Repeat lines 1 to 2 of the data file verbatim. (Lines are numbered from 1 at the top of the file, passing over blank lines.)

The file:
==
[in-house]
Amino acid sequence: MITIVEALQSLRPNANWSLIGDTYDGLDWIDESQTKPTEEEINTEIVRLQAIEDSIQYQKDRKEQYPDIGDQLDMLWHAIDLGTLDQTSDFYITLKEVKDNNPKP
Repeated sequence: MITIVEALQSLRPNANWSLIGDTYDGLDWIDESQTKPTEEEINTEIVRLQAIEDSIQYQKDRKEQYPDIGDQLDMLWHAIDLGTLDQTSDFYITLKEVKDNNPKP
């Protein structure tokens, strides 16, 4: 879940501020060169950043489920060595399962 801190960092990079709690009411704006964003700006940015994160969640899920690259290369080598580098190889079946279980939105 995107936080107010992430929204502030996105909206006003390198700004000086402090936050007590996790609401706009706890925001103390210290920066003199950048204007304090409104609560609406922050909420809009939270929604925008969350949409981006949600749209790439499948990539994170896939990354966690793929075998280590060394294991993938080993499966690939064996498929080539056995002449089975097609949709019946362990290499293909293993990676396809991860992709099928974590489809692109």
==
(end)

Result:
[in-house]
Amino acid sequence: MITIVEALQSLRPNANWSLIGDTYDGLDWIDESQTKPTEEEINTEIVRLQAIEDSIQYQKDRKEQYPDIGDQLDMLWHAIDLGTLDQTSDFYITLKEVKDNNPKP